posted on 8/2012 By:
Seems like everyone and their Mutter is re-hashing classic Teutonic thrash metal these days. That's just peachy, as I love In the Sign of Evil as much as the next guy, but a huge part of what makes Catalyst such a satisfying spin is the fact that it explores an entirely separate branch of "thrashy" that many of us were equally obsessed with in the mid-to-late 80s: the power, progressive, technical, whatchamahoozit faction occupied by bands such as Heathen, Realm, Heretic, et al. These bands also marched under thrash's speedier clip, but they cleaned up the raw 'n' callous technique of the Sodoms and Kreators of the day in favor of a tidier, more melodic approach that appealed to a broad spectrum of fans. By the time 1990 rolled around, the immensely distinctive puffy white high-top footprint was found in nearly every corner of the globe, and every hair-farming kid on the block was doing what they could to emulate the style.
Prototype's whole approach falls neatly within this camp, but it also tosses in just enough modern era touches as to not sound purposely throw-back. So while I could easily imagine each member spent a good part of their youth endlessly spinning records such as Blessing in Disguise and Twisted into Form, the more modernized riffing that favors a crunchy, scooting form of aggression also makes it apparent that the band has spent an equal share of time studying the rejuvenating techniques employed by enduring bands such as Testament and Forbidden, or even any of the more progressive/power-slanted bands like Nevermore or Communic.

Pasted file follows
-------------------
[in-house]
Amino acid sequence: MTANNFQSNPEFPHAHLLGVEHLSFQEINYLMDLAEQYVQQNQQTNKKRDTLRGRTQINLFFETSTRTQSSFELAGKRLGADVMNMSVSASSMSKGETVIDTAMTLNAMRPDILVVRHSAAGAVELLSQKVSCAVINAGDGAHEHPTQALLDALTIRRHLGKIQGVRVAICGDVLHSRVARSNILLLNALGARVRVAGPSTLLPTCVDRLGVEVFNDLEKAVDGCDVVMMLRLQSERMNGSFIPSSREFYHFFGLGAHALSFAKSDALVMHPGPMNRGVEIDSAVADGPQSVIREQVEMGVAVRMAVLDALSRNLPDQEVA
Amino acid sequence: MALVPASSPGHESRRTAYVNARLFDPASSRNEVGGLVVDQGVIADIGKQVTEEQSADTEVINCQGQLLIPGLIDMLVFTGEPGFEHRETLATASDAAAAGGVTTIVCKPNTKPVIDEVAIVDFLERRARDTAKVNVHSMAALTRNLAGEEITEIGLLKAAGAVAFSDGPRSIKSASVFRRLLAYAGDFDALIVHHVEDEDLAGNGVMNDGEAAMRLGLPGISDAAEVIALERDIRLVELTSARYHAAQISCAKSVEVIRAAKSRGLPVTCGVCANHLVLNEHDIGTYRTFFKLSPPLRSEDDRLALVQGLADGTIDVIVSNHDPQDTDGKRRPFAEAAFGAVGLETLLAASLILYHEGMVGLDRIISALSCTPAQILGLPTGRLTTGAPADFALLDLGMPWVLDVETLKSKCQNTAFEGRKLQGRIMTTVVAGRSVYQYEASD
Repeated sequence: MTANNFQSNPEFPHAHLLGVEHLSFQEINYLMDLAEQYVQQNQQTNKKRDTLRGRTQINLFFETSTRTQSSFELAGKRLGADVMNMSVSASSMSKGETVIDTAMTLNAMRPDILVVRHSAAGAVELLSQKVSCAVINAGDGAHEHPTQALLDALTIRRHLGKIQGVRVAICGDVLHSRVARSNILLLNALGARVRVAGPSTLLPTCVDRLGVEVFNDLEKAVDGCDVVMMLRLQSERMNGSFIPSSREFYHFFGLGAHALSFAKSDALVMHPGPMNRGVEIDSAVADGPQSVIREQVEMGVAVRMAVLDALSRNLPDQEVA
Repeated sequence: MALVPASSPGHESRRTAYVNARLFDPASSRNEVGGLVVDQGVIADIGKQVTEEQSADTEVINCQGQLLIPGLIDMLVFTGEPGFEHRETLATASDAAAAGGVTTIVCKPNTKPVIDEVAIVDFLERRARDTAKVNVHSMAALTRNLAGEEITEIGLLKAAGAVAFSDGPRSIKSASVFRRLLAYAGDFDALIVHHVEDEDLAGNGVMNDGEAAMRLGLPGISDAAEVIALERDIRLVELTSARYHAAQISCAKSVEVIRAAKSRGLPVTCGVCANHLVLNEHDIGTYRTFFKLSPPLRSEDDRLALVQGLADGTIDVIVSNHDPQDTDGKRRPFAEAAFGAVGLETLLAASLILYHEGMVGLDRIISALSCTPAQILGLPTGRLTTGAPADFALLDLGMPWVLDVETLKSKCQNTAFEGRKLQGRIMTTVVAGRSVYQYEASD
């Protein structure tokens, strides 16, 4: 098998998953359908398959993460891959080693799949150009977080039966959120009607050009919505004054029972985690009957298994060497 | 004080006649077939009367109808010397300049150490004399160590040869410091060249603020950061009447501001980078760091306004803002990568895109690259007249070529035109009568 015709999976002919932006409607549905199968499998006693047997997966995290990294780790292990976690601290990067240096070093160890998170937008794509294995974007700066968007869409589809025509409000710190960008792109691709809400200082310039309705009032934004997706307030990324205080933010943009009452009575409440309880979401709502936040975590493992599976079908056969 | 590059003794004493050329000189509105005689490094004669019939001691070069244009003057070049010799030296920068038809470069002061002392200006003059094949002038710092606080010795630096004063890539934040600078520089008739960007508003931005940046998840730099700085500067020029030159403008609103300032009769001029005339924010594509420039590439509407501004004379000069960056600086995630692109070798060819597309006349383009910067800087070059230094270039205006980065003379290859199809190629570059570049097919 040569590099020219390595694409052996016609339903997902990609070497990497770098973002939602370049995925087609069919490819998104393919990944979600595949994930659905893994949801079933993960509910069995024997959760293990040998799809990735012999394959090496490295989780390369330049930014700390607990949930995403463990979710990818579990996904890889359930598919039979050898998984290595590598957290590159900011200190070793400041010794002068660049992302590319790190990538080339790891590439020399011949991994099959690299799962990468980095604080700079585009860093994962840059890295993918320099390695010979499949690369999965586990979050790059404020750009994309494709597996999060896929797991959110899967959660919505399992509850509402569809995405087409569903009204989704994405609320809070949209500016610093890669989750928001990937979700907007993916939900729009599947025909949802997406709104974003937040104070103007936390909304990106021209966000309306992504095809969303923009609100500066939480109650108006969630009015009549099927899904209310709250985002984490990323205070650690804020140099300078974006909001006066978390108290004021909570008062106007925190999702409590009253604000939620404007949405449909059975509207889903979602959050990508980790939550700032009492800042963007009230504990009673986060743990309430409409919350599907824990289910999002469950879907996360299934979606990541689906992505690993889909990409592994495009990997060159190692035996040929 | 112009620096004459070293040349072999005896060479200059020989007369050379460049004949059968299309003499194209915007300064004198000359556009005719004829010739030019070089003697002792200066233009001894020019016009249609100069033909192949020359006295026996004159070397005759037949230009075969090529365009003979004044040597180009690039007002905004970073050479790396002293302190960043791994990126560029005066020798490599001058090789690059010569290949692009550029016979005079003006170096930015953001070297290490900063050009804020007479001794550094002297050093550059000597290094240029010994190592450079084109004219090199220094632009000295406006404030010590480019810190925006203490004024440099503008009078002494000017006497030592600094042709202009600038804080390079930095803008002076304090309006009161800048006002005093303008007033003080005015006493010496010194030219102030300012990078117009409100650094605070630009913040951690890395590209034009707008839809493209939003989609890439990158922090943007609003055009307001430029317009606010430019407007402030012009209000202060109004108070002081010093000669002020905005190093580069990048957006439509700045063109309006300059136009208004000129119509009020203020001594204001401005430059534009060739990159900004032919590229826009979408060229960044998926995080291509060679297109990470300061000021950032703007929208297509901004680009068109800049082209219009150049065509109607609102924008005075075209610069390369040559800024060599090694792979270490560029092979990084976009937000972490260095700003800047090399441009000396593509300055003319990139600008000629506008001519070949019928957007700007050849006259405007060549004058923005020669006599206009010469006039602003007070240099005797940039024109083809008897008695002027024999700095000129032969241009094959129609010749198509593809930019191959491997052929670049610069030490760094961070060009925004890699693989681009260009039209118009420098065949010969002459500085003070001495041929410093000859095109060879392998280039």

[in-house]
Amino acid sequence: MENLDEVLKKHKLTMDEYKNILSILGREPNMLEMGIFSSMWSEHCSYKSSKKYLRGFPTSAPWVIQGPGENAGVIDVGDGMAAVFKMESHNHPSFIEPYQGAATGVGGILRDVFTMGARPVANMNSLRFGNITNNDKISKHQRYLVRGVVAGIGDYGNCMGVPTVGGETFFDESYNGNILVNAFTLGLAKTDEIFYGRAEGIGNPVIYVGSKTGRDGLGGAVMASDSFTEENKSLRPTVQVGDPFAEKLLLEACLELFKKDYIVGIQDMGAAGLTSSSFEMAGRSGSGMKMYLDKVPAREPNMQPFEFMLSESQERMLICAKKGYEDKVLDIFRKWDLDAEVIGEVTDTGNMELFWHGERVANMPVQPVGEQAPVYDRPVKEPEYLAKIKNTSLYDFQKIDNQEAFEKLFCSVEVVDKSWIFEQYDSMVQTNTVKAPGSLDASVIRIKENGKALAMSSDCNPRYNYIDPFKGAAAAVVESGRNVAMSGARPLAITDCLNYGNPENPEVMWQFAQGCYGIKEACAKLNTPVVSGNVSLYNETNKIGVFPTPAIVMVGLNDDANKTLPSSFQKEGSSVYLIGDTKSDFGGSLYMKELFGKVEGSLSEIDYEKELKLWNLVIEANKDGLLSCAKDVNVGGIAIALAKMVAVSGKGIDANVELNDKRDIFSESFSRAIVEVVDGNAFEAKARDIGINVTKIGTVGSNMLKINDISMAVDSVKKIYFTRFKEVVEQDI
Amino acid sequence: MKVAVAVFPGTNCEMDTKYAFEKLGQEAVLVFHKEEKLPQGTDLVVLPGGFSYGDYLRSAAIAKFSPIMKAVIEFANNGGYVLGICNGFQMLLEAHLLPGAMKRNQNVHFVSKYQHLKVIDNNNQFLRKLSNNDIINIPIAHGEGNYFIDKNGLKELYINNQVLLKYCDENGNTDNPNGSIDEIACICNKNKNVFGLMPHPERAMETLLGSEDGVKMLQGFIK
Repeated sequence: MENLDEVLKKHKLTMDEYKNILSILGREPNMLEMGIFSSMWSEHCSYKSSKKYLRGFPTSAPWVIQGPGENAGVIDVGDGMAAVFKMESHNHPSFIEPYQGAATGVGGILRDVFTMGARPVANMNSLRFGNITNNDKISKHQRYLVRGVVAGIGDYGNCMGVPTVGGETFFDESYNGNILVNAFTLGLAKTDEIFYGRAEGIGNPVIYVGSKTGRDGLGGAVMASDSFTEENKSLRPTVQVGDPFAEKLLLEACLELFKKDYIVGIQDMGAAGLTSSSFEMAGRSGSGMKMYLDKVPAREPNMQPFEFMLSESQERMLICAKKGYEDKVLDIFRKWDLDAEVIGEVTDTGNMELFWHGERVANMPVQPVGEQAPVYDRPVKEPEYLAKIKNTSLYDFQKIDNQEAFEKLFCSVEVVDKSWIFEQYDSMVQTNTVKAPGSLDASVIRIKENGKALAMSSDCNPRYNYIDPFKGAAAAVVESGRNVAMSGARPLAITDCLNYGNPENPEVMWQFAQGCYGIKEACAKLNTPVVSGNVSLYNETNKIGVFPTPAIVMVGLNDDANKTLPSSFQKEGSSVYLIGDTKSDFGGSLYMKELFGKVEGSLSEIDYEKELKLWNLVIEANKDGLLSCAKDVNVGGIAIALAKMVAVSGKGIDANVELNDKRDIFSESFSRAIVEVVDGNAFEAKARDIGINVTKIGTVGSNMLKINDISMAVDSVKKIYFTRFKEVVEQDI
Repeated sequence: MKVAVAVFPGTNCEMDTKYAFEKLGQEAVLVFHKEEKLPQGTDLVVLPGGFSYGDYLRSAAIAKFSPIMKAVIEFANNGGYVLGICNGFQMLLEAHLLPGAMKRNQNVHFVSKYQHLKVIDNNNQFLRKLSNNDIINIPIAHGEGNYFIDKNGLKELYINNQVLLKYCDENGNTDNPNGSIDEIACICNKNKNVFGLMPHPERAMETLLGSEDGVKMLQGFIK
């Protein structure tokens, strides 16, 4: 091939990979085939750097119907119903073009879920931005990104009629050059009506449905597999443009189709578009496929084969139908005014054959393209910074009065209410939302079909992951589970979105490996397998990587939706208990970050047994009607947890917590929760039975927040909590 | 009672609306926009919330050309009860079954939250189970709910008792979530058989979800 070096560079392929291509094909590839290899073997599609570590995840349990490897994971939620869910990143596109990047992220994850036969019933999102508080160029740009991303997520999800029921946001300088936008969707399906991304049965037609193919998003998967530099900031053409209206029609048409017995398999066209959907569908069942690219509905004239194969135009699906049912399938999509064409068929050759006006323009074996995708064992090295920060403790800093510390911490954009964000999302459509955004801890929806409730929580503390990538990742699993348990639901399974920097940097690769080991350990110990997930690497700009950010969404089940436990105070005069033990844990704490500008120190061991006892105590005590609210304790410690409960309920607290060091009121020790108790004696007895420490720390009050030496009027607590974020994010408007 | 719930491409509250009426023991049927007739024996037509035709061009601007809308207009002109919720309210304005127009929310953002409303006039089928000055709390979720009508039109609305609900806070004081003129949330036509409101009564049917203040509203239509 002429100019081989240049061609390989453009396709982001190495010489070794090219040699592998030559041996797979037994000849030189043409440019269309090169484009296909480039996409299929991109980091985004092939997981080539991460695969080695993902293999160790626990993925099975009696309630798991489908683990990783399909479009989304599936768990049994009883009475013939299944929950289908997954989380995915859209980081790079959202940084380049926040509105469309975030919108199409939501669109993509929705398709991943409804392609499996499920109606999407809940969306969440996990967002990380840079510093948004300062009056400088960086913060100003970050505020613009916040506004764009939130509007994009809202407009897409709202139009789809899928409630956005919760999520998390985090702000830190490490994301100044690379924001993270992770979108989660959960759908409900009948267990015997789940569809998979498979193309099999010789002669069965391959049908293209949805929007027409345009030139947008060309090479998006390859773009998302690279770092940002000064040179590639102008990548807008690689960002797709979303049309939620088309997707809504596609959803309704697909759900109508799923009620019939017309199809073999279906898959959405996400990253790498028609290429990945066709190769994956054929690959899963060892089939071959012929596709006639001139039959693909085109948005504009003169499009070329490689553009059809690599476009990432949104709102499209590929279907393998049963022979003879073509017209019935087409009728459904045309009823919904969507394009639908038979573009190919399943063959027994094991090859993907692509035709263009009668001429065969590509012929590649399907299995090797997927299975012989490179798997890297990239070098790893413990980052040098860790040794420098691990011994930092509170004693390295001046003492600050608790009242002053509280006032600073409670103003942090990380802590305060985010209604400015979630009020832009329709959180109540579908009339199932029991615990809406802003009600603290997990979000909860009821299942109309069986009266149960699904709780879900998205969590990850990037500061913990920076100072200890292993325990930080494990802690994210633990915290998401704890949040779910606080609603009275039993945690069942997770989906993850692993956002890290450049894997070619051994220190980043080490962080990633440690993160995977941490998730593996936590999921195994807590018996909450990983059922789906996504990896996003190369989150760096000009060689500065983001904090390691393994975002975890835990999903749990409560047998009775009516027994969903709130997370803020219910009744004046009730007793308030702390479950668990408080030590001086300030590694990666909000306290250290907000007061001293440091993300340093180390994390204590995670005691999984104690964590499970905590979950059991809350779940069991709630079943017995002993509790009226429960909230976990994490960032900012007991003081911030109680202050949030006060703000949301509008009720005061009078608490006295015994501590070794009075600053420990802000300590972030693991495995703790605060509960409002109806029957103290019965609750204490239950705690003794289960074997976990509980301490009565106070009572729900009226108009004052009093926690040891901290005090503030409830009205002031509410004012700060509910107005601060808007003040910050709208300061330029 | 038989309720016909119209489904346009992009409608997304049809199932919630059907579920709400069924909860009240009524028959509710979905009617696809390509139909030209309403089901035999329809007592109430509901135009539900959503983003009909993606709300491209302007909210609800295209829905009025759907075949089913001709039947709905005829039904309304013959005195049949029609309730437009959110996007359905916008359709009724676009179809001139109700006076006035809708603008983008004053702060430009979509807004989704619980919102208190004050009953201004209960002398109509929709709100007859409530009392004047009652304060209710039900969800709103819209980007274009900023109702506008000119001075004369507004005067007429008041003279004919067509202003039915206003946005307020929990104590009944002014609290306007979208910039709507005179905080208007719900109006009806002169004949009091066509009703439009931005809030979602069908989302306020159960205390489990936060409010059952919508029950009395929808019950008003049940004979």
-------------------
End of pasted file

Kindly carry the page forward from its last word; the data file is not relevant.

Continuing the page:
But aggression is only a fraction of Catalyst's overall intention. The album's true selling point is how well the band manages to meld animus with simple beauty, whether it be through an infectious chorus, or via the countless mellow stretches that crop up throughout the album. The bulk of the tunes are long (four out of twelve hit 7+ minutes), so ample time is given to exploring multiple shades of a fundamentally dark atmosphere driven by smooth shifts in tempo. And the lead guitar work that jumps into the spotlight every few minutes is some of the tastiest I've encountered on an album of this ilk in some time -- melodic as balls, and exquisitely precise, but never quite extending into unduly noodly or bloated terrain.
Catalyst's biggest transgression is that it's too long for its own good. That may seem silly, considering the band's last release was six years ago, but it's something that's noticeable when trying to fully absorb twelve songs in one sitting that stretch to over an hour long. The band does, however, do an admirable job of mixing things up -- not just musically, but vocally as well. Vince Levalois primarily employs a gravelly style quite reminiscent of the late 80s/early 90s thrash scene in the US (think Meliah Rage, Faith or Fear, etc.), but later songs also adopt a rather satisfying 'deathish rasp' akin to Mitch Harris to further supplement the album's harsher angles.
Perhaps I don't spend enough time digging through the proper channels, but it seems increasingly rare to find modern bands doing this particular style this effectively. In that regard, Catalyst sounds weirdly refreshing when stacked against all the young bands exploring the more aggressive side of the spectrum. Hell, a number of folks probably wouldn't even consider material such as this to be thrash, which is fine, really. Whatever you want to call it -- power, progressive, technical, what-the-hell-ever -- Catalyst, when stripped to its core, simply exemplifies 'good heavy metal.' Remember the days when we were happy with just that? And for those of you already familiar with the band through any of their previous releases, I have a feeling you'll be very pleased with the direction Prototype is about to take you.
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